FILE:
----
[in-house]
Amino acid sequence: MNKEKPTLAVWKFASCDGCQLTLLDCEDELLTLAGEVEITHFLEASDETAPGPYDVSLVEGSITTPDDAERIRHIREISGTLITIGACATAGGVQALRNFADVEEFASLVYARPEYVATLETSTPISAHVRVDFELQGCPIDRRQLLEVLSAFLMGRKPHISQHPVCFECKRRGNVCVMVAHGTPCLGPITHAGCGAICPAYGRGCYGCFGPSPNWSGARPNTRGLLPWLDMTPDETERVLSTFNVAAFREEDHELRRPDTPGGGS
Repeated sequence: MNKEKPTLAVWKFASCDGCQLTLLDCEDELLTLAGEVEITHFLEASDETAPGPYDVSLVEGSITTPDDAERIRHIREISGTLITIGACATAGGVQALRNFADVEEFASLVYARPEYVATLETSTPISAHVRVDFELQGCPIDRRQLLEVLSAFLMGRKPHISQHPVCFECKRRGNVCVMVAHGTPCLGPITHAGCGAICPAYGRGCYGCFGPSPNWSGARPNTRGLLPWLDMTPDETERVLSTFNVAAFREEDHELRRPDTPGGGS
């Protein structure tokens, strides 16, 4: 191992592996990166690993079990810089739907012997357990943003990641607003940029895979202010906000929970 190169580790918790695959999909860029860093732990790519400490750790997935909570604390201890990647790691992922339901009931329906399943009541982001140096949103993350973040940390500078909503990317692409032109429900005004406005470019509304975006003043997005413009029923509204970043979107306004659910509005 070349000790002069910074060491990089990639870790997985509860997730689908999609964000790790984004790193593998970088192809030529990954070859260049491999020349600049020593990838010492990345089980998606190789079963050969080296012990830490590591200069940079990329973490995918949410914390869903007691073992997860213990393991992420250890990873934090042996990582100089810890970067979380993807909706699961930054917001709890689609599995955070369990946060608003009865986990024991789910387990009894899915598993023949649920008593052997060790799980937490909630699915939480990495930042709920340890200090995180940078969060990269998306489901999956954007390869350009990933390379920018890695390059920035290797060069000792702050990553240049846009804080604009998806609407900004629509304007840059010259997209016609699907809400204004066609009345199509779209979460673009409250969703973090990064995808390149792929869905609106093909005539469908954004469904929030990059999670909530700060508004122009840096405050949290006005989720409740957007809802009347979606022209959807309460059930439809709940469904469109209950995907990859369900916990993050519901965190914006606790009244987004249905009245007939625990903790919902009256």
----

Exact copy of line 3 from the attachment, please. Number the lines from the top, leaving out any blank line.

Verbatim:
Repeated sequence: MNKEKPTLAVWKFASCDGCQLTLLDCEDELLTLAGEVEITHFLEASDETAPGPYDVSLVEGSITTPDDAERIRHIREISGTLITIGACATAGGVQALRNFADVEEFASLVYARPEYVATLETSTPISAHVRVDFELQGCPIDRRQLLEVLSAFLMGRKPHISQHPVCFECKRRGNVCVMVAHGTPCLGPITHAGCGAICPAYGRGCYGCFGPSPNWSGARPNTRGLLPWLDMTPDETERVLSTFNVAAFREEDHELRRPDTPGGGS